Student Spotlight: Erika Hoiden

Norwegian exchange student comes to Melissa for year

Foreign+exchange+student+Erika+Hoiden+from+Norway+poses+for+a+photo+in+front+of+the+Lincoln+Memorial+with+her+host+family.

Foreign exchange student Erika Hoiden from Norway poses for a photo in front of the Lincoln Memorial with her host family.

Chloe Walton, Reporter

After only being in America for a few months, Norwegian exchange student Erika Mathilde Rolland Hoiden is very proud of being a Texan. She is from Oslo, Norway, and is extremely excited to be here in Melissa, Texas.

“The school was very different from what I imagined and what I’m used to,” Erika said. “I love the school spirit and sports here.”

Only after a couple of months, 17-year-old Hoiden, has already made many friends here at Melissa and has adjusted quickly to life at an American high school.

“Teachers are very friendly–almost like they want to be our friend and I’m not used to that,” Erika said.

She has gone out of her comfort zone to participate in school programs such as The Banner News and attends the local church with her host family.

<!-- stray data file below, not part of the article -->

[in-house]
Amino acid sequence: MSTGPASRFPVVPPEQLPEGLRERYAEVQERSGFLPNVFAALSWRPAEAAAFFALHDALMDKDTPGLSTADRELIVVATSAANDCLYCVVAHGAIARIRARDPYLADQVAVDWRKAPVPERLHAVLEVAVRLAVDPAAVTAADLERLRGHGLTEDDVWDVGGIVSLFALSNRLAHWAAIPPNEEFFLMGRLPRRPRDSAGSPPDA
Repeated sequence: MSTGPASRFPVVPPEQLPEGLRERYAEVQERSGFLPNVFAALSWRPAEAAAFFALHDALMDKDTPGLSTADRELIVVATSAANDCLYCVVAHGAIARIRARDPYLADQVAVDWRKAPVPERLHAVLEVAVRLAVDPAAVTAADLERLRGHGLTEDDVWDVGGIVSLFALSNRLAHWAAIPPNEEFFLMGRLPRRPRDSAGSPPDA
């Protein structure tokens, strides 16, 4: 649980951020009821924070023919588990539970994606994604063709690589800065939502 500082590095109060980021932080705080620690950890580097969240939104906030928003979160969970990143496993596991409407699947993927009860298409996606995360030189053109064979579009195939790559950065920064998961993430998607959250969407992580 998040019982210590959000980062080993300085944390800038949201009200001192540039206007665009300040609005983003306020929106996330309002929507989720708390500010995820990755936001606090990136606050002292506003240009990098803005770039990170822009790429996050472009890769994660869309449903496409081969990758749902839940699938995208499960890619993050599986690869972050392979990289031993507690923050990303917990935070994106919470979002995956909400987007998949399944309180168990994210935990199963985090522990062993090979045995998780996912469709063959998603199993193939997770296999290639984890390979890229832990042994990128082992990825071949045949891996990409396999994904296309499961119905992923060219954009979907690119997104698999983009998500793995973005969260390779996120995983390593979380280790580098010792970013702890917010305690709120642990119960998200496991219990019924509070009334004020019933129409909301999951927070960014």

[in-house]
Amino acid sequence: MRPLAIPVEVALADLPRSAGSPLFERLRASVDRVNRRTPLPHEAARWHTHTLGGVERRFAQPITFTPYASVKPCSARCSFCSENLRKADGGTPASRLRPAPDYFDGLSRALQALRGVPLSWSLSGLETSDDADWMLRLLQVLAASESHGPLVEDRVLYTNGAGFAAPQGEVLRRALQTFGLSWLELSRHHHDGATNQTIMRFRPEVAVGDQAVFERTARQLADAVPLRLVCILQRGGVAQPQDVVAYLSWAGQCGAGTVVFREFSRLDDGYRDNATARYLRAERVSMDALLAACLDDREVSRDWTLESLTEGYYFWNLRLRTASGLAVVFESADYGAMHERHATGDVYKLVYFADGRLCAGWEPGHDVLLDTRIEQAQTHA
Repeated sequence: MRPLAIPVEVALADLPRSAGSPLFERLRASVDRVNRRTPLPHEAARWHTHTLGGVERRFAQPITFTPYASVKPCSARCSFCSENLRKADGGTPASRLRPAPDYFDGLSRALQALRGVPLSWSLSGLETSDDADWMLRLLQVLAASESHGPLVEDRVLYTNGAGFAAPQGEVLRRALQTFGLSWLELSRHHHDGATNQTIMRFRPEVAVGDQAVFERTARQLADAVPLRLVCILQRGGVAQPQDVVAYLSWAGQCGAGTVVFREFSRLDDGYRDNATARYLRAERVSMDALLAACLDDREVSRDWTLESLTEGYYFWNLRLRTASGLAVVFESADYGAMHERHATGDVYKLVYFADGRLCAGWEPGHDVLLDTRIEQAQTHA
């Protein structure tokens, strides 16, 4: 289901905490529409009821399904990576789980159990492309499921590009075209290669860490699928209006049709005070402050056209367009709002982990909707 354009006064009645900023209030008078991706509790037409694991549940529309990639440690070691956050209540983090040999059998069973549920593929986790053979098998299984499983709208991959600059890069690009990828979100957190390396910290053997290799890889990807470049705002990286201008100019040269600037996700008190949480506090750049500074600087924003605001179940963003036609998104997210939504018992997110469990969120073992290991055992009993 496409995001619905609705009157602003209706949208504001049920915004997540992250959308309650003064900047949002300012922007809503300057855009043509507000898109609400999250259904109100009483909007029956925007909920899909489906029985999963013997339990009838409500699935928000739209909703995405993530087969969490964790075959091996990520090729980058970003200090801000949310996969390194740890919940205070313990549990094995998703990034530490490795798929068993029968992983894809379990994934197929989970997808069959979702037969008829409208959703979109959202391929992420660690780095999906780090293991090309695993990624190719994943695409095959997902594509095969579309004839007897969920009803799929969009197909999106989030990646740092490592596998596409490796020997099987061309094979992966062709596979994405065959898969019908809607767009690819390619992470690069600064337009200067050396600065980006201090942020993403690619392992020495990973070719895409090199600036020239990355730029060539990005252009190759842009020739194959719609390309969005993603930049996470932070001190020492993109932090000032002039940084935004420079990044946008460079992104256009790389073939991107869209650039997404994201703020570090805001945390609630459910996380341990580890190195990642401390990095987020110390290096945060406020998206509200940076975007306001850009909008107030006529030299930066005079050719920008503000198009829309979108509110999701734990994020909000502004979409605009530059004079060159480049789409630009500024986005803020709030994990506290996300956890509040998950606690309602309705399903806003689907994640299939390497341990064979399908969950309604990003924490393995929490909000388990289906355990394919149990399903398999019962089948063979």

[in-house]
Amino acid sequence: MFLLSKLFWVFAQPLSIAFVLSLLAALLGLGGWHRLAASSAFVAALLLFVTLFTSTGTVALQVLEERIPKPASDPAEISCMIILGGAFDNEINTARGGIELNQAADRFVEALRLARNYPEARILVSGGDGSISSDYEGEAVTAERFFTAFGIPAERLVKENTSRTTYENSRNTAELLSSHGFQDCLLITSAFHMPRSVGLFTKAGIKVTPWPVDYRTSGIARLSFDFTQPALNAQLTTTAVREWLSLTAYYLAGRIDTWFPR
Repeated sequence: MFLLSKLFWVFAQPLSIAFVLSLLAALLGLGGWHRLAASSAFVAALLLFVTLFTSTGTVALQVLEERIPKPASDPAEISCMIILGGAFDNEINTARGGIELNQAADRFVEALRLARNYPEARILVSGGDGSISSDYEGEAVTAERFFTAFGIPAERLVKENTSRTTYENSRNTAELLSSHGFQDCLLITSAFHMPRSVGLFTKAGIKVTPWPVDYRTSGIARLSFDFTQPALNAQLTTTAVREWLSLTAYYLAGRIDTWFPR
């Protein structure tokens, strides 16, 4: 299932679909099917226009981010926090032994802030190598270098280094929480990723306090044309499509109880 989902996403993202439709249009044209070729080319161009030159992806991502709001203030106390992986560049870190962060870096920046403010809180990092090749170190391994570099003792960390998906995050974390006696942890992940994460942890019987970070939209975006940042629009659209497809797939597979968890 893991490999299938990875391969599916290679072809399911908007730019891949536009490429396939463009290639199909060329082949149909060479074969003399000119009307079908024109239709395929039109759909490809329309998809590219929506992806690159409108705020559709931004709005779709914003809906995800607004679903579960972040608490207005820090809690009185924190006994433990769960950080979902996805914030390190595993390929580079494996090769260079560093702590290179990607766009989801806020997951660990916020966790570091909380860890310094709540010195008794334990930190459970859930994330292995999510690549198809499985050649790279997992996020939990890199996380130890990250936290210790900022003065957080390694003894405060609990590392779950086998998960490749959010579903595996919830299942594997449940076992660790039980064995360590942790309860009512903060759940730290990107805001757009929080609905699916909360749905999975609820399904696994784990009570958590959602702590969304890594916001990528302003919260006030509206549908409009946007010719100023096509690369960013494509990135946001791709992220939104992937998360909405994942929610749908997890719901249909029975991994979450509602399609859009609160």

“I like my host family a lot,” Erika said. “They are very sweet and loving people. They have just welcomed me in an amazing way so I feel very safe with them.”

She has a host brother and sister who are 8 and 9 years old, with whom she loves spending time.

As one can probably imagine, moving across the country alone is very scary and can cause a lot of homesickness.

“It is really difficult being so far away from my family,” Erika said. “I still miss my parents a lot and my friends at home, but I try to talk to them to help with my homesickness. It helps being busy here. One day I would love to bring my parents here to Texas. The hardest part is being away from my parents and my 16-year-old brother. We are very close.”

From the differences in the use of ice cubes to how strangers act, according to Hoiden, life in America is drastically different from life in Norway.

“It has been different in many ways here in America,” Erika said. “People drive a lot more here. The cars are way bigger. The food is different, more fried food, way more fast food. The grocery stores are way bigger, and I love to go grocery shopping here because of that. There are a lot of big and small things that make it different, but it’s cool.”

She says her routine is very different here in America and that she has more responsibilities like doing her laundry and vacuuming her room.

“My personal life has changed so much,” Erika said. “At home I would take the subway to school. I was way more independent and I didn’t have to rely on someone taking me to school.”

Though moving to Texas has been a major change for Hoiden, she has persevered through the challenges and is living her best life here in America.